Cinderella was based on a real person, Rhodopis, a Greek hetaera (or courtesan) who was rumored to be an acquaintance of Aesop. A slave to Xanthes, her master eventually brought her to Egypt where, depending on who's telling the story, she was freed for a large sum of money by a merchant named Charaxus, or married the King of Egypt (the woman is fascinating and carries with her several tall tales, which you can read about at Wikipedia). It is with the latter rumor about Rhodopis's fate that the earliest version of the Cinderella fable appears. The contemporary Greek historian Strabo relates this fantastic tale (sourced from William Smith and company's Dictionary of Greek and Roman Biography and Mythology, reprinted on Wikipedia):

It is said that as Rhodopis was one day bathing at Naucratis, an eagle took up one of her sandals, flew away with it, and dropped it in the lap of the Egyptian king...Struck by the strange occurrence and the beauty of the sandal, he did not rest till he had found the fair owner of the beautiful sandal, and as soon as he had discovered her made her his queen.

Variants of this story began to appear throughout the world. The story of  Yeh-Shen is, according to Heidi Anne Heiner, author of Cinderella Tales From Around The World and the website SurLaLune Fairytales, "the oldest known Cinderella tale recorded in China," and indeed the first true Cinderella tale since it features nearly every element of the story with which we're now familiar. Written by Tuan Ch'êng-shih, it was first published around 856-860 AD in Yu Yang Tsa Tsu, or Miscellany of Forgotten Lore. We see the "wicked stepmother"; the plain-looking, equally evil stepsister (here a half-sister); the innocent and kind protagonist, forced to toil but ultimately aided by a supernatural spirit, in this case a guardian fish who grants Yeh-Shen wishes; a celebration during which, it is hoped, the young maidens will find husbands; a magically-fabricated dress and shoes, here gold rather than glass; a desperate search by a king (like in the Rhodopis tale) to find the owner of the exquisite slipper; eventual marriage of said owner and the king, and a happily-ever-after for the abused protagonist. The only difference with Yeh-Shen is that the stepmom and half-sister are banished to the wilderness forever, where they live as unhappily as Yeh-Shen had and are ultimately killed by fiery stones rained down from the sky. You don't see that level of shaudenfreude in a Disney movie, that's for sure.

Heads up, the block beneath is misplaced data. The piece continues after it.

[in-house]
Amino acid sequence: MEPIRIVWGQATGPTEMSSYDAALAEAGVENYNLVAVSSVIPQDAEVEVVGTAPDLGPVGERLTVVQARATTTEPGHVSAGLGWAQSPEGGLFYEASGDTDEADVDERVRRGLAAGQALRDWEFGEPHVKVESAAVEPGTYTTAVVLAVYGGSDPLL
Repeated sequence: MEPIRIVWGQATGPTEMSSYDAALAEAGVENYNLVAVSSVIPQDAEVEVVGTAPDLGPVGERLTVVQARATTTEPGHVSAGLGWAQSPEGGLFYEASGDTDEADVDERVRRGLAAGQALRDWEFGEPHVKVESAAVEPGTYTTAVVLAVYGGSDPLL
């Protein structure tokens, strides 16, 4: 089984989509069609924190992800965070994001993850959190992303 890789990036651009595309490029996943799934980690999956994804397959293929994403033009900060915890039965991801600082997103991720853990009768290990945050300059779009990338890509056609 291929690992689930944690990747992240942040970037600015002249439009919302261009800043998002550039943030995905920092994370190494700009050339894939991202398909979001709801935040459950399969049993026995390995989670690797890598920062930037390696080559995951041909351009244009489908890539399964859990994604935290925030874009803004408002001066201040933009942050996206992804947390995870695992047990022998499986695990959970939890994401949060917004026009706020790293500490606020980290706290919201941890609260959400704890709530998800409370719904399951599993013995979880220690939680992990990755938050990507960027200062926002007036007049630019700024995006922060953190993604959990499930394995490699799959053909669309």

Sometime around 1475, an unknown author or authors created "The Storie of Aseneth (or Asneth)", a slight retelling of a biblical tale. According to Russell Peck, author of the ongoing project The Cinderella Bibliography, housed within the University of Rochester website,

Asneth...abandons her father and mother’s ways, becomes an orphan, puts on ashes and sackcloth, and prays for seven days. An angel godparent comes to her, bids her rise from the ashes, cleans her, dresses her beautifully in a new linen robe...then gives her a visionary dream which she shares with the prince, Joseph...[Asneth] goes to the gate where she meets Joseph, who is returning to the city. They share their mutual dream and then are married...